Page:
Comment: Three horse race (Score 4, Informative) 142

by j_l_cgull (#35230962) Attached to: Nokia Plan B Was Just a Hoax
Elop described this partnership as making the smartphone market a three horse race. It is starting to be more like a three legged horse race.

With the first Nokia/WP phones slated for 2012, there is ample time for one (if not two) updates for iOS phones and a boat load of Android (especially low cost) devices to hit the market. With no meaningful transition (for both customers and developers) from Symbian to WP, why would anybody buy a high end Symbian device today ?

There has been a lot of chatter about a cheaper iPhone being able to penetrate emerging markets. I suspect unless that device can work without requiring a computer, this will be a non-starter. Android devices have the edge in this regard.

Comment: Price restrictions (Score 1) 381

by j_l_cgull (#35215090) Attached to: Apple To Keep 30% of Magazine Subscription Revenue
There is also a price restriction that makes it impossible to have higher in app subscription pricing vs. direct ones. From:

However, Apple does require that if a publisher chooses to sell a digital subscription separately outside of the app, that same subscription offer must be made available, at the same price or less, to customers who wish to subscribe from within the app. In addition, publishers may no longer provide links in their apps (to a website, for example) which allow the customer to purchase content or subscriptions outside of the app.

That pretty much makes revenue drop by 30% for iOS platforms. How bad do the content providers want iOS ?

Comment: Re:No Porn? (Score 1) 356

by j_l_cgull (#35192876) Attached to: File Organization — How Do You Do It In 2011?

Joking aside, that's pretty much what I do. I've never had some turning-point moment where I've thought "I need to do this differently", and it does still Just Work.

Have been in this boat for a while and just out of curiosity tried to move into something more sophisticated. Using Mac OS X, I was unwilling to get into any organizing software that stores the data in propitiatory format - making it difficult/impossible to get the data out. Ended up with EagleFiler, which uses tags that can go into/come out of OpenMeta. Can also use directory structure if that's your style. Since the data is just regular file system contents, you can get to the data using any means.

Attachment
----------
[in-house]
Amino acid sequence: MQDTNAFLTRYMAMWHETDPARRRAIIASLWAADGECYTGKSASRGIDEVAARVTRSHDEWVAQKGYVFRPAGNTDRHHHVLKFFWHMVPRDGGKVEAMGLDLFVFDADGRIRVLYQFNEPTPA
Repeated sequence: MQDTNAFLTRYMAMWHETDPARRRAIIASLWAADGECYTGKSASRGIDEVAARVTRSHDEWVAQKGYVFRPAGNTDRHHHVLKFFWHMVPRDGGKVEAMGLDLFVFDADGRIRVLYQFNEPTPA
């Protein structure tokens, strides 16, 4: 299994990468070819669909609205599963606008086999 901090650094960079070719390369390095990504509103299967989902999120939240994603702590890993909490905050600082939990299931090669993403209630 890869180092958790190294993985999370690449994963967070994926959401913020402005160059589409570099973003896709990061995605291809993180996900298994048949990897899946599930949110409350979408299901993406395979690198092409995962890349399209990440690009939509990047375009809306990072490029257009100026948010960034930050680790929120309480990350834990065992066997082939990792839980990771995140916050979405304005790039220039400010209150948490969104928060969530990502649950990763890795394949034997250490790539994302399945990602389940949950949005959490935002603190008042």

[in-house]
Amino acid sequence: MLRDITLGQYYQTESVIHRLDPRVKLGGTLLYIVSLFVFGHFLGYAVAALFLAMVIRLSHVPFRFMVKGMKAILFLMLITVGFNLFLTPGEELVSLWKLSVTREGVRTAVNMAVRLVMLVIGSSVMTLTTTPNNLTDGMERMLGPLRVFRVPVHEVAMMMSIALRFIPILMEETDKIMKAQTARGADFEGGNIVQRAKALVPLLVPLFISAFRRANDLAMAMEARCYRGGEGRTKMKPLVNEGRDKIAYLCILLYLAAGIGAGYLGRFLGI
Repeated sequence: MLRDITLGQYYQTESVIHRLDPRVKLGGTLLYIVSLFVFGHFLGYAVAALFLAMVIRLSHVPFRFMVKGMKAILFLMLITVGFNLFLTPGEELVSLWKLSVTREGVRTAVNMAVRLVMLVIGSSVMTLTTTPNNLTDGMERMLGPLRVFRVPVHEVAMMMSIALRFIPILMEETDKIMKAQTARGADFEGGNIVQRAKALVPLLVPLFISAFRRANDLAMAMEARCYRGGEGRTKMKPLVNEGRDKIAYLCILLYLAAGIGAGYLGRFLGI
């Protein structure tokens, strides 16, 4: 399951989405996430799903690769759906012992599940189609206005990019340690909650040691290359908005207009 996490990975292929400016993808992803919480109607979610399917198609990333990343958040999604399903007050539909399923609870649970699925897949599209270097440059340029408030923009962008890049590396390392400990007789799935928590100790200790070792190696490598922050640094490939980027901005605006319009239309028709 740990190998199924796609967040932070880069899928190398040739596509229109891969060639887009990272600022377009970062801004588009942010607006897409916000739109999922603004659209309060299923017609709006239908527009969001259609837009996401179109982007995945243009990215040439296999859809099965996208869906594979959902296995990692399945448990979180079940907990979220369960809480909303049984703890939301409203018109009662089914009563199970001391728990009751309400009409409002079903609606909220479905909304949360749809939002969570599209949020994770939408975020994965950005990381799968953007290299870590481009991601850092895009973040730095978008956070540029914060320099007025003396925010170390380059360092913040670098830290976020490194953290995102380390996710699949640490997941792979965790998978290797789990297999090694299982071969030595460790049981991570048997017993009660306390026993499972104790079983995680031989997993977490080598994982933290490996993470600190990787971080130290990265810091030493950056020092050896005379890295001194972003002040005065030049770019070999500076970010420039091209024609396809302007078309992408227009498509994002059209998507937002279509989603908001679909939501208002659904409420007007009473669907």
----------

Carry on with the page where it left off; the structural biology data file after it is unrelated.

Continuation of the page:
Text searches are far better than Spotlight's performance.

Using two different external USB drives for backups using TimeMachine ensures some amount of safety from hardware failures (have had to restore once when the internal HD died).

Comment: Re:Shocking (Score 2) 479

by j_l_cgull (#35172962) Attached to: Nokia and Microsoft Make Smartphone Alliance
It is shocking that Nokia did not know about the Osbourne effect - which perhaps held back the Maemo/MeeGoo penetration even among geek circles. While this will give MS an entry in the emerging markets where Nokia is the leader, I cannot comprehend how this will influence a potential smartphone customer.

If the rumored iPhone Nano is true and the upcoming low cost Android phones will make it that much harder for this Nokia/WP7 combination to make meaningful dent in the marketshare - perhaps for MS, compared to without this deal. But is Nokia in that bad a shape that this alliance is needed to address the short comings in the smartphone landscape ?

Long computations which yield zero are probably all for naught.